Teaching with Sandbox Games: Minecraft, Game-Based Learning, and 21st Century Competencies


  • Cristyne Hébert University of Regina
  • Jennifer Jenson University of British Columbia




digital game-based learning, 21st century competencies, pedagogy, Minecraft


In this paper, we present the findings of a research study, working with 12 educators in a large urban school board in Ontario using Minecraft for 21st century competency development. We identify a number of pedagogical moves teachers made to support 21st century learning through communication and collaboration, both in the classroom and in the game world, and three approaches to play, directed/guided, scaffolded, and open, that represented a three tiers of critical thinking and creativity/innovation. We argue that while an open, exploratory sandbox game such as Minecraft can meaningfully aid students in the development of 21st century competencies, it is in fact teachers’ decisions around how the game will be used in the classroom that determine whether or not 21st century competency development is supported.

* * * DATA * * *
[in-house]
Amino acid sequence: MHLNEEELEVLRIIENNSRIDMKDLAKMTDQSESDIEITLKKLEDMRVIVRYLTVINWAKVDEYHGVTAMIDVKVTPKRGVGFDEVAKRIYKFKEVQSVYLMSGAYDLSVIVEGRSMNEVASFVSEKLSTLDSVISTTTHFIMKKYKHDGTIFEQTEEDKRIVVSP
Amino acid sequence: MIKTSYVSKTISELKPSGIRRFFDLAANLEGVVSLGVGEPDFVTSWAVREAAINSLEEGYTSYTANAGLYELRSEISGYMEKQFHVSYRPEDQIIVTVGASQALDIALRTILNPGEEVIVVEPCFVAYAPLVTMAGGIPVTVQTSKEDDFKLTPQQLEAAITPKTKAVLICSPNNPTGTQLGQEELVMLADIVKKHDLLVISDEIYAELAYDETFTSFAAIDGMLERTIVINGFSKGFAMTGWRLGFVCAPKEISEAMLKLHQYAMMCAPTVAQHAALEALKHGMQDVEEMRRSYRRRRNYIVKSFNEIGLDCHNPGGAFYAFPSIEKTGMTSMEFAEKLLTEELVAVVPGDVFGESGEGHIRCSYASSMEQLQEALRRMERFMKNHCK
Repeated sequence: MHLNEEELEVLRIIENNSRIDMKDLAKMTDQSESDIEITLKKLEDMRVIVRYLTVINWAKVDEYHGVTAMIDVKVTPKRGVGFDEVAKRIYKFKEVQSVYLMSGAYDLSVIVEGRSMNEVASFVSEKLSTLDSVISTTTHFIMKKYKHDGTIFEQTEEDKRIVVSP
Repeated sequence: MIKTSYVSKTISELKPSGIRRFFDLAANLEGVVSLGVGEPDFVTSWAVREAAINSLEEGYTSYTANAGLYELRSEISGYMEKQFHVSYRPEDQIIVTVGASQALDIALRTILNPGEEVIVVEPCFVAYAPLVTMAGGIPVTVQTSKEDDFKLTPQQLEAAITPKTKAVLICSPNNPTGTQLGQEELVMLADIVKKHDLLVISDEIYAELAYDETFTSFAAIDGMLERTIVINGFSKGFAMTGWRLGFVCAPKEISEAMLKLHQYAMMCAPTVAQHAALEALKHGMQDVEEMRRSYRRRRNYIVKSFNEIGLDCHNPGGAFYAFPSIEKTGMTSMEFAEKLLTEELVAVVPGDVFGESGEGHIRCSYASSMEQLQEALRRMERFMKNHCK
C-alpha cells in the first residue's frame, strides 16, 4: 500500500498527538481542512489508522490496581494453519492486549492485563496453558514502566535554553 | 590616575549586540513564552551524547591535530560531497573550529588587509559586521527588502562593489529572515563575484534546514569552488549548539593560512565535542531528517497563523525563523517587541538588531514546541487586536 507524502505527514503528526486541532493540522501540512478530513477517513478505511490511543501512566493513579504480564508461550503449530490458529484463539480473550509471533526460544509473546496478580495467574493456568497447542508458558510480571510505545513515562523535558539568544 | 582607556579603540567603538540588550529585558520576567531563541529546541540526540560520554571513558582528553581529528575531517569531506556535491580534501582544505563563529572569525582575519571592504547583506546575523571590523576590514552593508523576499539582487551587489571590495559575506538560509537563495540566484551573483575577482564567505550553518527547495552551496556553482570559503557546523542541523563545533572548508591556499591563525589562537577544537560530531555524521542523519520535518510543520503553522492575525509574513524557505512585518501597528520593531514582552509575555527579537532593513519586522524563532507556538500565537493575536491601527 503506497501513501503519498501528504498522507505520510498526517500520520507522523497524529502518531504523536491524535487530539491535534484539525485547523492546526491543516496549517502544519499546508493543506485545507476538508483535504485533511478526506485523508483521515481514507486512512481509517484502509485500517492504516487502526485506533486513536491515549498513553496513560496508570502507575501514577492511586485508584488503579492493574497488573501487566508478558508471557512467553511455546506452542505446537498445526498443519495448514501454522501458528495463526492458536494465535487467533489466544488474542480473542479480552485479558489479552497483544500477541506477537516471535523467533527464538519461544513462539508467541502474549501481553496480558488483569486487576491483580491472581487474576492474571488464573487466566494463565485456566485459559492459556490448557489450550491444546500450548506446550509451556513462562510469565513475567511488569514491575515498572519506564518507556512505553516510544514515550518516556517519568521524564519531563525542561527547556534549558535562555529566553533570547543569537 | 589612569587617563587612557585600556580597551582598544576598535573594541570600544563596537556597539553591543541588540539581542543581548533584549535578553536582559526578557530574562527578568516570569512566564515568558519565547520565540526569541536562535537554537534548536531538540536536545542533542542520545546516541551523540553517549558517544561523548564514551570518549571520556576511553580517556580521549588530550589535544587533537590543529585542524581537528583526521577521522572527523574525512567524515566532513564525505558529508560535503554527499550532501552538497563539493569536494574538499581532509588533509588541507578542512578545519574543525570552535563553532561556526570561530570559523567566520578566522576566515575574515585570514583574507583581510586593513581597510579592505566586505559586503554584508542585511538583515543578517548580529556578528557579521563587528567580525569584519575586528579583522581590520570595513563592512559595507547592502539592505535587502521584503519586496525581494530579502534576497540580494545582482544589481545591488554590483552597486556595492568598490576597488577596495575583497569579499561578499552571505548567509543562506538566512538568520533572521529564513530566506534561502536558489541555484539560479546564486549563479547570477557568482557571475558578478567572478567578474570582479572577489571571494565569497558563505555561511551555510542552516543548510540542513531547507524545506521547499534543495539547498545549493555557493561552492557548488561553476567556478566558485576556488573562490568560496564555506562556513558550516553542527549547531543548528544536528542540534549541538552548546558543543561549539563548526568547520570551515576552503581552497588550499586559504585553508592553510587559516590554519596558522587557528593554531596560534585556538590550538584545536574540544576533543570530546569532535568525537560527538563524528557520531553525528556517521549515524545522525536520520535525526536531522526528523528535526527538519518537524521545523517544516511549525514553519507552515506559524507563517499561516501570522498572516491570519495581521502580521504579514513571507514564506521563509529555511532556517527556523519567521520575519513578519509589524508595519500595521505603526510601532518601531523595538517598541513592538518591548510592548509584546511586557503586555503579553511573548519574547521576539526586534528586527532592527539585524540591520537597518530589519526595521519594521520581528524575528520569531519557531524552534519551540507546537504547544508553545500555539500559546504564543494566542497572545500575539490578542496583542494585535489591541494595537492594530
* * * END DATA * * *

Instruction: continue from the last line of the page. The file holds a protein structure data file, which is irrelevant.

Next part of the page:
Author Biographies

Cristyne Hébert, University of Regina

Cristyne Hébert is Assistant Professor of Assessment and Evaluation in the Faculty of Education at the University of Regina. Her research focuses on digital literacies and alternative forms of assessment in K-12 and teacher education.

Jennifer Jenson , University of British Columbia

Jennifer Jenson is Professor of Digital Languages, Literacies, and Cultures in the Department of Languages and Literacies, Faculty of Education, University of British Columbia. Her work examines the intersections of learning, play, gender and the cultures of making and playing video games.


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